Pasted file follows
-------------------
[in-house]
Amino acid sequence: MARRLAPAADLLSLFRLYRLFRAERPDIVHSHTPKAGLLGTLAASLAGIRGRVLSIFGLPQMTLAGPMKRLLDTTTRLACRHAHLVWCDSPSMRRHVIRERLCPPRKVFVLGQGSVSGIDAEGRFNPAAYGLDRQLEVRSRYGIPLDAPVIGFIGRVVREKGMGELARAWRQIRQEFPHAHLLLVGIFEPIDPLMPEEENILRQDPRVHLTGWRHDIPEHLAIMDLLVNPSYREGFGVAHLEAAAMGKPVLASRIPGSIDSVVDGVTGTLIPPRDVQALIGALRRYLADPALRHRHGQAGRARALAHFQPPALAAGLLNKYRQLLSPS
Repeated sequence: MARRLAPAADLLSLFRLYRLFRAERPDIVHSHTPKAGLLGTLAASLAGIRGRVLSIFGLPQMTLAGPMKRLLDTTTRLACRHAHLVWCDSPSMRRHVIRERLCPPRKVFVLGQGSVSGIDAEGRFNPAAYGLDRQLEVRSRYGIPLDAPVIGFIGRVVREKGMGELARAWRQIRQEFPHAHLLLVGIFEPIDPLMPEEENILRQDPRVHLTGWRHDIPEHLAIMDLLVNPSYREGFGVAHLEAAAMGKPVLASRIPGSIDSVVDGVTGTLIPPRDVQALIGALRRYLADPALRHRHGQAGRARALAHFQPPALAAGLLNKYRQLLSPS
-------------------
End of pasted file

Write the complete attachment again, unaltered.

[in-house]
Amino acid sequence: MARRLAPAADLLSLFRLYRLFRAERPDIVHSHTPKAGLLGTLAASLAGIRGRVLSIFGLPQMTLAGPMKRLLDTTTRLACRHAHLVWCDSPSMRRHVIRERLCPPRKVFVLGQGSVSGIDAEGRFNPAAYGLDRQLEVRSRYGIPLDAPVIGFIGRVVREKGMGELARAWRQIRQEFPHAHLLLVGIFEPIDPLMPEEENILRQDPRVHLTGWRHDIPEHLAIMDLLVNPSYREGFGVAHLEAAAMGKPVLASRIPGSIDSVVDGVTGTLIPPRDVQALIGALRRYLADPALRHRHGQAGRARALAHFQPPALAAGLLNKYRQLLSPS
Repeated sequence: MARRLAPAADLLSLFRLYRLFRAERPDIVHSHTPKAGLLGTLAASLAGIRGRVLSIFGLPQMTLAGPMKRLLDTTTRLACRHAHLVWCDSPSMRRHVIRERLCPPRKVFVLGQGSVSGIDAEGRFNPAAYGLDRQLEVRSRYGIPLDAPVIGFIGRVVREKGMGELARAWRQIRQEFPHAHLLLVGIFEPIDPLMPEEENILRQDPRVHLTGWRHDIPEHLAIMDLLVNPSYREGFGVAHLEAAAMGKPVLASRIPGSIDSVVDGVTGTLIPPRDVQALIGALRRYLADPALRHRHGQAGRARALAHFQPPALAAGLLNKYRQLLSPS